(Bloomberg) -- Intel Corp., trying to convert its dominance of computers into a stake in the growing market for chips used in cars, is offering automakers new products aimed at making its technology crucial to the effort to develop self-driving vehicles.

‘Intel Go’ will feature processors ranging from its smallest Atom chips all the way up to its most powerful Xeon product packaged with other components and software. It will be available in the first half of 2017, the company said Wednesday.

The world’s largest chipmaker is seeking to gain a greater piece of what the industry is targeting as its next big market. As cars make the move from primarily mechanical devices to become increasingly dependent on electronics, Intel, Nvidia Corp. and Qualcomm Inc. are tuning their digital products to provide more intelligence in vehicles.

Intel processors are a good fit for autos because the same type of chips are used to develop software on personal computers and process information in data centers, said Doug Davis, the head of Intel’s car unit. The company also announced Wednesday that it will offer the first version of a new modem to connect to forthcoming 5G cellular networks. That part will be available to test in the second half of 2017.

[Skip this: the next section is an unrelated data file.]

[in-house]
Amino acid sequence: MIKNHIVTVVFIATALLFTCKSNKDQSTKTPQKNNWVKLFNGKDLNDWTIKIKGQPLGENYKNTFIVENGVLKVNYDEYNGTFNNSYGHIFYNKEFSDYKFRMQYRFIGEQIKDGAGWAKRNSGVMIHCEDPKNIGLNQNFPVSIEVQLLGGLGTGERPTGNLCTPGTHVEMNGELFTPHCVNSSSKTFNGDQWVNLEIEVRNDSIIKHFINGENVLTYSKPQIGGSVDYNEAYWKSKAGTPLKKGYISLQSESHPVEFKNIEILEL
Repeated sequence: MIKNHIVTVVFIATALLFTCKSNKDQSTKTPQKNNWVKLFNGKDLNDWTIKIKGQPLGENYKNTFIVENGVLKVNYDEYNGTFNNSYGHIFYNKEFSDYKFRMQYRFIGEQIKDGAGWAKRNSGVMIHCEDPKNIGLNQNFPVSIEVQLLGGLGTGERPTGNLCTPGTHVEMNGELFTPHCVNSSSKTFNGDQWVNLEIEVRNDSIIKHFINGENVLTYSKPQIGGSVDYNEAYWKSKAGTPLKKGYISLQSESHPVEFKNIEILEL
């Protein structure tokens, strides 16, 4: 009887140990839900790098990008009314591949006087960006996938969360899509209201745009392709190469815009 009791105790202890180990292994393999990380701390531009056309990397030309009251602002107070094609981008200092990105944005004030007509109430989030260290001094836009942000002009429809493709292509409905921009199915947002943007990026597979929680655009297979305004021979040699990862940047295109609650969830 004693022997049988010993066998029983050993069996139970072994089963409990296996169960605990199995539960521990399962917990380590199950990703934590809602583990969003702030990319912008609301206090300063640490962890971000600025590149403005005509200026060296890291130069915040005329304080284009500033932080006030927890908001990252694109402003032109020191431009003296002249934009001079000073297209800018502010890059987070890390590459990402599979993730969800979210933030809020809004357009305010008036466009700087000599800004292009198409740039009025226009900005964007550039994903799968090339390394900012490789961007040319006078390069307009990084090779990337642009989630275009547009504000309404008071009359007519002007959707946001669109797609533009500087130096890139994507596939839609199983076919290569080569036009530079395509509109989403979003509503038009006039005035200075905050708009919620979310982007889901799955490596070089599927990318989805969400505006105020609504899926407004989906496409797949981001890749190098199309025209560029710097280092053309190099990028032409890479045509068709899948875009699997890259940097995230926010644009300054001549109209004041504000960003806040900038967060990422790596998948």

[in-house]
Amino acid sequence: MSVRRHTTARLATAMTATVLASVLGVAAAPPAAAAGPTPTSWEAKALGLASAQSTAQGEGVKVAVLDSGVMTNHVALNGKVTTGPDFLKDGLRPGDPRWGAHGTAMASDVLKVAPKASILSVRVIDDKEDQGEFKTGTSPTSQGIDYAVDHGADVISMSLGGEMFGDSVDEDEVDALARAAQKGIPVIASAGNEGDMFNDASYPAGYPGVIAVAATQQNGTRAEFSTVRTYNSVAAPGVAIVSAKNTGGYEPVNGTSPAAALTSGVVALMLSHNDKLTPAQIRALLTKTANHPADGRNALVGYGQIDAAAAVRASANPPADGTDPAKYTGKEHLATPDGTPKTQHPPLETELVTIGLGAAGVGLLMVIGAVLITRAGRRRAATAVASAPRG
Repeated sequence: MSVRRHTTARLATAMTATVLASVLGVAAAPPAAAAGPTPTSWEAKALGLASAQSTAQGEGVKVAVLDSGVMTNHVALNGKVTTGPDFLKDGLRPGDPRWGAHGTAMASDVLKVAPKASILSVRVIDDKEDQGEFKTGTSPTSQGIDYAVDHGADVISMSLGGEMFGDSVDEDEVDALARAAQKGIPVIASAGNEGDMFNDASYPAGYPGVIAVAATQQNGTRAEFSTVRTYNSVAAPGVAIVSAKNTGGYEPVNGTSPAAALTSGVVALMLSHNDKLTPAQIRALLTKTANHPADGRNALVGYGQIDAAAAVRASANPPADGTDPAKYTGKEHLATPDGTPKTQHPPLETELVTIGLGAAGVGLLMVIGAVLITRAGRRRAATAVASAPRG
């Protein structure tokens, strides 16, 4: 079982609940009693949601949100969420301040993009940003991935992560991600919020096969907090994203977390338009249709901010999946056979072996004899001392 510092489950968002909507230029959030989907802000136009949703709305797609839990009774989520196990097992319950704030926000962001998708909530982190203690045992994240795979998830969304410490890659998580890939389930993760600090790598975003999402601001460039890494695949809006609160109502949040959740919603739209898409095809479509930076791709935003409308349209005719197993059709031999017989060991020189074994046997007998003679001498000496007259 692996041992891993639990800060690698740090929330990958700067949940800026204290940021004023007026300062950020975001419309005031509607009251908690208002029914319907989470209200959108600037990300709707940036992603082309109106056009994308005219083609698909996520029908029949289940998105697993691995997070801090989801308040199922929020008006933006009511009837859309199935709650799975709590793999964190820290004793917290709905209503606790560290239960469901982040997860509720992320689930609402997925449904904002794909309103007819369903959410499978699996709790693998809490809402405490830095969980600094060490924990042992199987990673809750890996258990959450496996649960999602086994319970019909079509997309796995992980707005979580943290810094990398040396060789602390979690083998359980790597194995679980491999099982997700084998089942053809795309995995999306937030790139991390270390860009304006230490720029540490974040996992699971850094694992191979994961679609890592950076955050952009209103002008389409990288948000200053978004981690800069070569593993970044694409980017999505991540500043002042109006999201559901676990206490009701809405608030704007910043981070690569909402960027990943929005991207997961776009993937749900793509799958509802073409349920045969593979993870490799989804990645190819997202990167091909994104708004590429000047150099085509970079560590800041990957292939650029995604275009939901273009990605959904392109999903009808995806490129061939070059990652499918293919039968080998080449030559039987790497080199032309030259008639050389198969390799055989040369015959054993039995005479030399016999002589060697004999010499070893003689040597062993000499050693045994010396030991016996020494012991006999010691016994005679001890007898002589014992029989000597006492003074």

Intel’s chips are already designed into 30 vehicle models that are on the road and are being used in hundreds of autonomous test vehicles, the company said. It doesn’t break out how much revenue is generated by that market. Nvidia automotive chip sales rose to $320 million in its 2016 fiscal year from $183 million in the preceding period.

Neither Intel nor Nvidia made it into the the Top 10 chip providers to the automotive market in 2015, according to IDC Corp. One chipmaker that did, NXP Semiconductor NV, last year bought another on the list, Freescale Semiconductor. Now that combined company is being acquired by Qualcomm.

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